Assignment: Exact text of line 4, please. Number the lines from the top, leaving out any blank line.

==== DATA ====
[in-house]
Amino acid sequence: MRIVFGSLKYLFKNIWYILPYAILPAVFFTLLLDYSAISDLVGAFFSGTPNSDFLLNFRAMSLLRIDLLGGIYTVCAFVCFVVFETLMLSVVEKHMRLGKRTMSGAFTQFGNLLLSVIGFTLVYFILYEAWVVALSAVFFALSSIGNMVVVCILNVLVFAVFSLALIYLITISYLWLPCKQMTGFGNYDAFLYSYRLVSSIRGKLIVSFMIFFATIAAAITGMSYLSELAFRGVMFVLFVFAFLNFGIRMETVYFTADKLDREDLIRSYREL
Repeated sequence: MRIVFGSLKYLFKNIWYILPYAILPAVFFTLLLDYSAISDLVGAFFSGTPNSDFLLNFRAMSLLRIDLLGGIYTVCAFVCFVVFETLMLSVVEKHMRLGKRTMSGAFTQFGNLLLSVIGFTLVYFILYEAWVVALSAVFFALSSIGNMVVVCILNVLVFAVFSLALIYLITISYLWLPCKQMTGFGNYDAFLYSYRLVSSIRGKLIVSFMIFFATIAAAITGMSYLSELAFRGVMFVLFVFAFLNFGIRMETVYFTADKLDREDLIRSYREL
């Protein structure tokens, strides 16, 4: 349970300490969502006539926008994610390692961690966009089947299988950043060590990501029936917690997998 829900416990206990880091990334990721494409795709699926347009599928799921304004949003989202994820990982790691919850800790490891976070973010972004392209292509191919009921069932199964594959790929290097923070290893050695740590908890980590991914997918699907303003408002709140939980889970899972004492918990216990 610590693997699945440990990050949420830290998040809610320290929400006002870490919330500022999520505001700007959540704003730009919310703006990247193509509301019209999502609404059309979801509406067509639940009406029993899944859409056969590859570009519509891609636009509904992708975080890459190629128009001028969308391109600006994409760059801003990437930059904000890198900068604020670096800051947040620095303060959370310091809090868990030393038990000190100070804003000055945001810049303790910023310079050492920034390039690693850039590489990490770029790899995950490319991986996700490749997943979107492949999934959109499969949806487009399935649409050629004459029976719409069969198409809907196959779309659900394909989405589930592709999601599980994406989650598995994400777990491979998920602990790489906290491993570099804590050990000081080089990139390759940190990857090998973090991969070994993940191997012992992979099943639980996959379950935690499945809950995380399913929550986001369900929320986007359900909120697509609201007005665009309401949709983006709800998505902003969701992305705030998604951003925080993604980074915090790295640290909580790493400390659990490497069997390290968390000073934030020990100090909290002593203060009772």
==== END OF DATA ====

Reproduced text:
């Protein structure tokens, strides 16, 4: 349970300490969502006539926008994610390692961690966009089947299988950043060590990501029936917690997998 829900416990206990880091990334990721494409795709699926347009599928799921304004949003989202994820990982790691919850800790490891976070973010972004392209292509191919009921069932199964594959790929290097923070290893050695740590908890980590991914997918699907303003408002709140939980889970899972004492918990216990 610590693997699945440990990050949420830290998040809610320290929400006002870490919330500022999520505001700007959540704003730009919310703006990247193509509301019209999502609404059309979801509406067509639940009406029993899944859409056969590859570009519509891609636009509904992708975080890459190629128009001028969308391109600006994409760059801003990437930059904000890198900068604020670096800051947040620095303060959370310091809090868990030393038990000190100070804003000055945001810049303790910023310079050492920034390039690693850039590489990490770029790899995950490319991986996700490749997943979107492949999934959109499969949806487009399935649409050629004459029976719409069969198409809907196959779309659900394909989405589930592709999601599980994406989650598995994400777990491979998920602990790489906290491993570099804590050990000081080089990139390759940190990857090998973090991969070994993940191997012992992979099943639980996959379950935690499945809950995380399913929550986001369900929320986007359900909120697509609201007005665009309401949709983006709800998505902003969701992305705030998604951003925080993604980074915090790295640290909580790493400390659990490497069997390290968390000073934030020990100090909290002593203060009772």